Q: In a trading partnership, what happens when one of the partners decides to leave the partnership and the remaining partner continues the business as a sole trader? A payment has been agreed for the outgoing partner which includes amounts for various items but mainly consists of plant and machinery. How does this element of the payment affect the capital allowances claim?


A: Although the partnership will be ceasing and a sole trade commencing, the business will be treated as continuing for tax purposes if the same business is being carried on. If so, there will be no adjustments required for capital allowances purposes. Separate accounts for the partnership and the “new” sole trade may be required, but this does not directly affect the tax treatment.

Whether the same business is carried on is a question of fact depending on the particular circumstances involved. HMRC have some helpful information on business changes in their Business Income Manual at BIM80500 and BIM80635 comments on changes in the business owners.

As far as the legislation is concerned, s61 CAA 2001 covers “disposal events and disposal values” and includes a table of events and the disposal values to use. If the same business is continuing, albeit with a change in the owners, the change occurring here will not fall within the disposal events listed in s61(1) and so no capital allowances event has occurred. As the continuing business already owns the plant and machinery, no plant additions have been made.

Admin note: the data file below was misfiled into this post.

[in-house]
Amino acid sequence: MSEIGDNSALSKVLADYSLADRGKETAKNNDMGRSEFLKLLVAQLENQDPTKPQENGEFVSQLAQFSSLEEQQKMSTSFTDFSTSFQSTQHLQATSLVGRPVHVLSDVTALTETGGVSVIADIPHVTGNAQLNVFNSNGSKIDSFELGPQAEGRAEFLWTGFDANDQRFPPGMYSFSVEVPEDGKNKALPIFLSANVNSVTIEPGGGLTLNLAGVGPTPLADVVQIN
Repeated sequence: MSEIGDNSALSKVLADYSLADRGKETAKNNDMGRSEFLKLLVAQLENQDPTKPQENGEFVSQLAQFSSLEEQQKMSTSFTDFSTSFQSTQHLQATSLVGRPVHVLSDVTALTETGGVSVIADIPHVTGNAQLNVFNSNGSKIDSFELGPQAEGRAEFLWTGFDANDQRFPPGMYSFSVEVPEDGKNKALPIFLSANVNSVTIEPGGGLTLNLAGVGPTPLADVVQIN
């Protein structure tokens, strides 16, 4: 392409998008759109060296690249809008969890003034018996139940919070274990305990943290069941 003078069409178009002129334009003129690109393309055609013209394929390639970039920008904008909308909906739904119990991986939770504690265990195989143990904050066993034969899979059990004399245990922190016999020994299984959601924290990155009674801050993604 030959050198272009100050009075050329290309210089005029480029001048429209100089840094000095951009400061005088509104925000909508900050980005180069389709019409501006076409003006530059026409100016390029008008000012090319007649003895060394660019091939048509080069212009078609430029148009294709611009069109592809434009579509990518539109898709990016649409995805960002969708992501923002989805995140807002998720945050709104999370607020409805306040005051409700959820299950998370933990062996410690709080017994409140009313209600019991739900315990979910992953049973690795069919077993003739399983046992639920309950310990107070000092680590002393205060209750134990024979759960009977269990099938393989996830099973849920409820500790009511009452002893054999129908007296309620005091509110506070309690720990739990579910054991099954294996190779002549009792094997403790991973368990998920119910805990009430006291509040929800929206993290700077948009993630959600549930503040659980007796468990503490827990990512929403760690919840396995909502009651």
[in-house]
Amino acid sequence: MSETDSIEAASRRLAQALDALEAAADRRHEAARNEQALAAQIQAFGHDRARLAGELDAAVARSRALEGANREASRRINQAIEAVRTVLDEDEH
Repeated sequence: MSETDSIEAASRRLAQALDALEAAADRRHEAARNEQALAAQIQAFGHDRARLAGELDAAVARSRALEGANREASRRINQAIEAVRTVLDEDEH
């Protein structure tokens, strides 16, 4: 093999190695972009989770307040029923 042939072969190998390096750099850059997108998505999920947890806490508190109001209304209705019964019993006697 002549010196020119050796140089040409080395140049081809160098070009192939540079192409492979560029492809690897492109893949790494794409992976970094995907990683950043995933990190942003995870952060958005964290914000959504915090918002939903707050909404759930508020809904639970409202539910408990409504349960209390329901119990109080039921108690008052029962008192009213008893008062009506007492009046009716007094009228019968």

Although a legal interest in a partnership is an asset in its own right, HMRC practice is outlined in their Statement of Practice SPD12 (see HMRC’s Capital Gains Tax Manual page CG27170). Instead of treating the partnership interest as an asset for capital gains tax purposes, HMRC treats each partner as owning a fractional share of the partnership’s chargeable assets. Therefore, although the valuation methodology may involve the various components of the business involved, capital gains tax will generally involve a deemed disposal of property interests with any balance of consideration deemed to be business goodwill.


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